Freitag, 22. Juni 2012
"The street vendor ..."
... was really proud that I took his picture, as you can see easily in the shot.
One of countless scenes so common that after some time you stop to realize the ordinary people trying to do some business on the streets of India.
On the one hand it's a travellers protection against the hassle of street hawkers, touts, would-be guides, "come-into-my-shop, only-look-no-buy"-commission wallahs, ...
... but on the other side you are missing out on the most forecoming ordinary people
and their daily lifes you can meet when travelling around India.
They are all nice to talk to BUT don't take them too serious, and definetely don't go with them and/or buy their stuff for inflated prices. Street food is usually good and fresh, but check you don't get "old" food and don't pay more than the locals do.
If the vendor starts to hassle you or is trying to force you into a buy just stop talking and simply walk away.
In any normal situation, like the guy in my picture, these people are all just proud to have met a foreigner, even to have had their picture taken, which often makes their day and gives them something to brag about with their friends in the evenings.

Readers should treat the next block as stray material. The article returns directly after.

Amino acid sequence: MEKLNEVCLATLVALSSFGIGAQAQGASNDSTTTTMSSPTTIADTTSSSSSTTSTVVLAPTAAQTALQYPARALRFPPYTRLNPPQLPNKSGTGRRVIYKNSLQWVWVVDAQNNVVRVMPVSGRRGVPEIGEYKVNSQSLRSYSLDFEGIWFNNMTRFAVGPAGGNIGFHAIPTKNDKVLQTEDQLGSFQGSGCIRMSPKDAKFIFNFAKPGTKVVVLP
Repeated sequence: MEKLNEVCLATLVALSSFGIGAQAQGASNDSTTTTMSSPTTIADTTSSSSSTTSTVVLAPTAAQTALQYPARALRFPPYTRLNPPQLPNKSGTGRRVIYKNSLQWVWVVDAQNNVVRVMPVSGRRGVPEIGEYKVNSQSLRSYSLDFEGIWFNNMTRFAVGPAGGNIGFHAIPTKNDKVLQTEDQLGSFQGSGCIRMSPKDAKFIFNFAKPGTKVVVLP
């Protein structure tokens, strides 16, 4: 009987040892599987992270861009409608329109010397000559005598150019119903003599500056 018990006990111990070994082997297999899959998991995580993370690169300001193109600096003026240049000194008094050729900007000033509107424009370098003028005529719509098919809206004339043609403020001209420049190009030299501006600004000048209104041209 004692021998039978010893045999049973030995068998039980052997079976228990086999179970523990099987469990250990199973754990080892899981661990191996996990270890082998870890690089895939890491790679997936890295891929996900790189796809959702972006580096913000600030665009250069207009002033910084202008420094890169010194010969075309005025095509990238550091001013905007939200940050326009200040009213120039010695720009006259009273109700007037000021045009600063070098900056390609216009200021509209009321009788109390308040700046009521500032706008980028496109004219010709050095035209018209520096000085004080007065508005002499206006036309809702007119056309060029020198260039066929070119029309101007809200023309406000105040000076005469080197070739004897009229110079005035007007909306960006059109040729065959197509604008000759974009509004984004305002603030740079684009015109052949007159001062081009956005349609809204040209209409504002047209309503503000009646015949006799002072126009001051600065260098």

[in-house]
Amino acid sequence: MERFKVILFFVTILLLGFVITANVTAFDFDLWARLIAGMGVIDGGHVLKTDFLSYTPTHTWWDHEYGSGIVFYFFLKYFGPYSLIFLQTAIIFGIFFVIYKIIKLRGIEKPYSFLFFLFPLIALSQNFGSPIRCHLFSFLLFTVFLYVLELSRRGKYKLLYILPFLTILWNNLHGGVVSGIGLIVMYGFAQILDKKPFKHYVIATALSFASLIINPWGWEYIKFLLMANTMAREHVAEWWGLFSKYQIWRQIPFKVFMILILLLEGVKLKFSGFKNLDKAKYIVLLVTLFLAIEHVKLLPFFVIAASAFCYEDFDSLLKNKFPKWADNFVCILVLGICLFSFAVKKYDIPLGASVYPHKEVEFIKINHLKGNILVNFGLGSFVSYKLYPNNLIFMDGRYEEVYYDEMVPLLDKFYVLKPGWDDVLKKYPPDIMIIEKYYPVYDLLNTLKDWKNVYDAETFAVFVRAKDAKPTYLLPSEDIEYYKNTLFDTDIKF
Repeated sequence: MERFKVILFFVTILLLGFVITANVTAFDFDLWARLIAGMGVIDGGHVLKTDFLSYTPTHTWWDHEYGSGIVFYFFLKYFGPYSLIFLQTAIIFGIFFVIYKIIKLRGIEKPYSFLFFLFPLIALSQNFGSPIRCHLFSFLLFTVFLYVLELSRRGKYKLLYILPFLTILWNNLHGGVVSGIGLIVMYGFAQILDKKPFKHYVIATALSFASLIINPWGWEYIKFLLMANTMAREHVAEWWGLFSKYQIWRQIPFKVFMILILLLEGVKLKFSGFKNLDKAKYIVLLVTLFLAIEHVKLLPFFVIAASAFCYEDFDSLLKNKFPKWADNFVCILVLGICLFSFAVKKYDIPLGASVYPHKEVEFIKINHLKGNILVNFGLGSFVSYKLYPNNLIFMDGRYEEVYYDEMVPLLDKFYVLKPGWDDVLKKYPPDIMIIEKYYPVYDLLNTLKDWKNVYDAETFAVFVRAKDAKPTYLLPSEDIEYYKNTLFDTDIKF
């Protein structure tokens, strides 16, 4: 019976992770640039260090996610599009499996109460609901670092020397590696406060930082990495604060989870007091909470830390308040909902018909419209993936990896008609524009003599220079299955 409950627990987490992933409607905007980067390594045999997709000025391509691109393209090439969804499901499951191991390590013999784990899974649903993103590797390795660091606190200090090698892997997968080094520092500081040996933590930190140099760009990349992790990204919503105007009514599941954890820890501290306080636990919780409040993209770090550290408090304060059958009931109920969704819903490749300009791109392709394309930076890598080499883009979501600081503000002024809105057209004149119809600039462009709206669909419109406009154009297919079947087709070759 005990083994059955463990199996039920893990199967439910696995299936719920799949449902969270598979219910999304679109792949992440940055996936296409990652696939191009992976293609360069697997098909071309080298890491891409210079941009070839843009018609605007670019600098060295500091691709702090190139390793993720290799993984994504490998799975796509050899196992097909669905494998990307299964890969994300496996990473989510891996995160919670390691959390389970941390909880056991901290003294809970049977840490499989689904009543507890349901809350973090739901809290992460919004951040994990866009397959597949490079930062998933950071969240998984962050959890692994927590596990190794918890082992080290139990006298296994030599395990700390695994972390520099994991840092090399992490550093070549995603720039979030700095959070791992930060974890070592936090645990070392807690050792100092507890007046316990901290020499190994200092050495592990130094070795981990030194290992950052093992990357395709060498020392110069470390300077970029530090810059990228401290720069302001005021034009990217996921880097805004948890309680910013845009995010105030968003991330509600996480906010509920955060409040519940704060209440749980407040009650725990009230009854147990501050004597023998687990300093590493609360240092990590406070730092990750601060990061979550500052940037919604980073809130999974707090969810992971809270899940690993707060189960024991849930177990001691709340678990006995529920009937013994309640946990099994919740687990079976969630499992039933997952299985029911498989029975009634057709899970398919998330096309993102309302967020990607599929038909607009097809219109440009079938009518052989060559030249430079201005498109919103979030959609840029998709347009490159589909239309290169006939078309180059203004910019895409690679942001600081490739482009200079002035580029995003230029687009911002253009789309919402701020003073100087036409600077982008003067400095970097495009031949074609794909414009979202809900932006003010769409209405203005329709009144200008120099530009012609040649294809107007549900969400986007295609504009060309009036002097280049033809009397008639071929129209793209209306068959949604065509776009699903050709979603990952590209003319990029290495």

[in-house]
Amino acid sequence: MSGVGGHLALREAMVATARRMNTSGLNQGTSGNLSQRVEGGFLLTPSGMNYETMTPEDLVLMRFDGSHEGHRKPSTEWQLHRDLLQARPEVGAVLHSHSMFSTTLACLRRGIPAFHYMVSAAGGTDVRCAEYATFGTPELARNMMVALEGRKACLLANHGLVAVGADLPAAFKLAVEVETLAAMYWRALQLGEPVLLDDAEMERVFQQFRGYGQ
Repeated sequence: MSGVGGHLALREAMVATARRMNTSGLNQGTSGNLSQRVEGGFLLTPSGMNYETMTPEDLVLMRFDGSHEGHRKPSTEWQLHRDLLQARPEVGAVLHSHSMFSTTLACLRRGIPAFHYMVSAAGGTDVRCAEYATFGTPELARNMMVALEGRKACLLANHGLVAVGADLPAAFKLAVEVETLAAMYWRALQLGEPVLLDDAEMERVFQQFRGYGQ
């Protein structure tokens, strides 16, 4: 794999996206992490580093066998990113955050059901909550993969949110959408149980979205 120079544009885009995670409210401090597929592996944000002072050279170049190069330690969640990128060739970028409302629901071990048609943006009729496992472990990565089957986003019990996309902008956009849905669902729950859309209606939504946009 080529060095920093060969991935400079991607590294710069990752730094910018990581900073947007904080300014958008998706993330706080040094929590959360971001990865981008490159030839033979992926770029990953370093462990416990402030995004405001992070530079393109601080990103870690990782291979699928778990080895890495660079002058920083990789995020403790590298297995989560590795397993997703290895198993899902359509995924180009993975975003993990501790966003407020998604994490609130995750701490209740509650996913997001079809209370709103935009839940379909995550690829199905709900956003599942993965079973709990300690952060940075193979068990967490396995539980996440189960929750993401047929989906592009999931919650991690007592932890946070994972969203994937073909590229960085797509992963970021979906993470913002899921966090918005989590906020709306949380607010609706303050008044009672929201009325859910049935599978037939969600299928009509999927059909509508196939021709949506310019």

You will make friends for life and they will recognize you instantly when you come back to their places and towns even after years of absence..
To experience the culture on the streets and their people, enjoy the contacts and by-chance meetings, join into the conversations, try the food and just have a good time.
That's the way how pictures like the one just shown above are made.
A Tavelling Chobi Wallah
on the Streets of India/Asia
The story told above works in this way for the male traveller (photographer, journalist, tourist, ...) BUT I do get feedback from girls/women who tell completely different stories of comparable situations in the streets of India.